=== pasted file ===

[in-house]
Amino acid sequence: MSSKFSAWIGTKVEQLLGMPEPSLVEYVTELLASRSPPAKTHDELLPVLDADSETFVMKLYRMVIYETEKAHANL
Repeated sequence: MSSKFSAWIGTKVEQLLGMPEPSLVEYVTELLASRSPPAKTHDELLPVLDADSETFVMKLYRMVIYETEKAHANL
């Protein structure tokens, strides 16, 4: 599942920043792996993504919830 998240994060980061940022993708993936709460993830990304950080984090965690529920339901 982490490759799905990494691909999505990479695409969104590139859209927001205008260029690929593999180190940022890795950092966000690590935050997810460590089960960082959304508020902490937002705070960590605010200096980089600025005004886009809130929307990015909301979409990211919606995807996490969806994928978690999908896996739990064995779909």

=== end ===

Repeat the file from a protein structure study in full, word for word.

[in-house]
Amino acid sequence: MSSKFSAWIGTKVEQLLGMPEPSLVEYVTELLASRSPPAKTHDELLPVLDADSETFVMKLYRMVIYETEKAHANL
Repeated sequence: MSSKFSAWIGTKVEQLLGMPEPSLVEYVTELLASRSPPAKTHDELLPVLDADSETFVMKLYRMVIYETEKAHANL
């Protein structure tokens, strides 16, 4: 599942920043792996993504919830 998240994060980061940022993708993936709460993830990304950080984090965690529920339901 982490490759799905990494691909999505990479695409969104590139859209927001205008260029690929593999180190940022890795950092966000690590935050997810460590089960960082959304508020902490937002705070960590605010200096980089600025005004886009809130929307990015909301979409990211919606995807996490969806994928978690999908896996739990064995779909």